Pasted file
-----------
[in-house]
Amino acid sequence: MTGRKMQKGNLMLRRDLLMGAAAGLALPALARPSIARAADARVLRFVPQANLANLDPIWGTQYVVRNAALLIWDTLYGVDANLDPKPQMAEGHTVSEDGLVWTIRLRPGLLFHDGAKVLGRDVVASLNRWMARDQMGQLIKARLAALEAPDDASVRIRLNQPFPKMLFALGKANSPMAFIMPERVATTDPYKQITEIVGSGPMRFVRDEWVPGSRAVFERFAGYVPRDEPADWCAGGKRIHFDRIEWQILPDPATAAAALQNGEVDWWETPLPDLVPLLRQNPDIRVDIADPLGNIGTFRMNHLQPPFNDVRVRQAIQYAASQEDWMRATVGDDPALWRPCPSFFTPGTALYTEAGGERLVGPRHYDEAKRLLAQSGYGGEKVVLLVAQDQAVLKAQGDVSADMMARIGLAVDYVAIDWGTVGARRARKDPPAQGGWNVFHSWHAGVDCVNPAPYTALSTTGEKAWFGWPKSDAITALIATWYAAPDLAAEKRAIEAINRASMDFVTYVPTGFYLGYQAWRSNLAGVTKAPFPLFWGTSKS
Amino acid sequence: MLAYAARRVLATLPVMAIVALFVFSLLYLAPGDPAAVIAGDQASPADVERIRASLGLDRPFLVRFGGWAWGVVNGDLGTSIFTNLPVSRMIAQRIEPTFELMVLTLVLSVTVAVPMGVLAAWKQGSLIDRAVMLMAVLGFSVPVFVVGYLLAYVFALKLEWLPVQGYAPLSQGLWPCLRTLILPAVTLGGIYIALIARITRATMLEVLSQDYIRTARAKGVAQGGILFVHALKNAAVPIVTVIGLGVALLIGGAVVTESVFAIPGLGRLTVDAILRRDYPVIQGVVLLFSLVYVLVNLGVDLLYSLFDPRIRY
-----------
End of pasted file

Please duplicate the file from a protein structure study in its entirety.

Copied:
[in-house]
Amino acid sequence: MTGRKMQKGNLMLRRDLLMGAAAGLALPALARPSIARAADARVLRFVPQANLANLDPIWGTQYVVRNAALLIWDTLYGVDANLDPKPQMAEGHTVSEDGLVWTIRLRPGLLFHDGAKVLGRDVVASLNRWMARDQMGQLIKARLAALEAPDDASVRIRLNQPFPKMLFALGKANSPMAFIMPERVATTDPYKQITEIVGSGPMRFVRDEWVPGSRAVFERFAGYVPRDEPADWCAGGKRIHFDRIEWQILPDPATAAAALQNGEVDWWETPLPDLVPLLRQNPDIRVDIADPLGNIGTFRMNHLQPPFNDVRVRQAIQYAASQEDWMRATVGDDPALWRPCPSFFTPGTALYTEAGGERLVGPRHYDEAKRLLAQSGYGGEKVVLLVAQDQAVLKAQGDVSADMMARIGLAVDYVAIDWGTVGARRARKDPPAQGGWNVFHSWHAGVDCVNPAPYTALSTTGEKAWFGWPKSDAITALIATWYAAPDLAAEKRAIEAINRASMDFVTYVPTGFYLGYQAWRSNLAGVTKAPFPLFWGTSKS
Amino acid sequence: MLAYAARRVLATLPVMAIVALFVFSLLYLAPGDPAAVIAGDQASPADVERIRASLGLDRPFLVRFGGWAWGVVNGDLGTSIFTNLPVSRMIAQRIEPTFELMVLTLVLSVTVAVPMGVLAAWKQGSLIDRAVMLMAVLGFSVPVFVVGYLLAYVFALKLEWLPVQGYAPLSQGLWPCLRTLILPAVTLGGIYIALIARITRATMLEVLSQDYIRTARAKGVAQGGILFVHALKNAAVPIVTVIGLGVALLIGGAVVTESVFAIPGLGRLTVDAILRRDYPVIQGVVLLFSLVYVLVNLGVDLLYSLFDPRIRY